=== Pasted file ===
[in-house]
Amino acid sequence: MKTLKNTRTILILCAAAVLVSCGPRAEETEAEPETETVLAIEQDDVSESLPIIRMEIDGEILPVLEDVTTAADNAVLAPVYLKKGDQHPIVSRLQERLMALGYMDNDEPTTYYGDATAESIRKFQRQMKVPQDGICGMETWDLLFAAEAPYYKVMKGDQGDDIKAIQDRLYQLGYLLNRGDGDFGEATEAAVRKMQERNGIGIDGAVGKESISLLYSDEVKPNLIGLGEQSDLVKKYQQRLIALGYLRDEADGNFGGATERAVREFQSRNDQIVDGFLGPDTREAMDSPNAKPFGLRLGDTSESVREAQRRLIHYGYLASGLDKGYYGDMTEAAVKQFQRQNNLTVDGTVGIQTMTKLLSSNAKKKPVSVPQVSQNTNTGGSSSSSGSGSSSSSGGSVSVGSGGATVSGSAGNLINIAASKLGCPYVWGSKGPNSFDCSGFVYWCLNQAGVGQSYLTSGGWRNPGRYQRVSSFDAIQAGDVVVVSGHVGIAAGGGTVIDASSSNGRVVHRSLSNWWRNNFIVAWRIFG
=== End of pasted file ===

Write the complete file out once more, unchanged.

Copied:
[in-house]
Amino acid sequence: MKTLKNTRTILILCAAAVLVSCGPRAEETEAEPETETVLAIEQDDVSESLPIIRMEIDGEILPVLEDVTTAADNAVLAPVYLKKGDQHPIVSRLQERLMALGYMDNDEPTTYYGDATAESIRKFQRQMKVPQDGICGMETWDLLFAAEAPYYKVMKGDQGDDIKAIQDRLYQLGYLLNRGDGDFGEATEAAVRKMQERNGIGIDGAVGKESISLLYSDEVKPNLIGLGEQSDLVKKYQQRLIALGYLRDEADGNFGGATERAVREFQSRNDQIVDGFLGPDTREAMDSPNAKPFGLRLGDTSESVREAQRRLIHYGYLASGLDKGYYGDMTEAAVKQFQRQNNLTVDGTVGIQTMTKLLSSNAKKKPVSVPQVSQNTNTGGSSSSSGSGSSSSSGGSVSVGSGGATVSGSAGNLINIAASKLGCPYVWGSKGPNSFDCSGFVYWCLNQAGVGQSYLTSGGWRNPGRYQRVSSFDAIQAGDVVVVSGHVGIAAGGGTVIDASSSNGRVVHRSLSNWWRNNFIVAWRIFG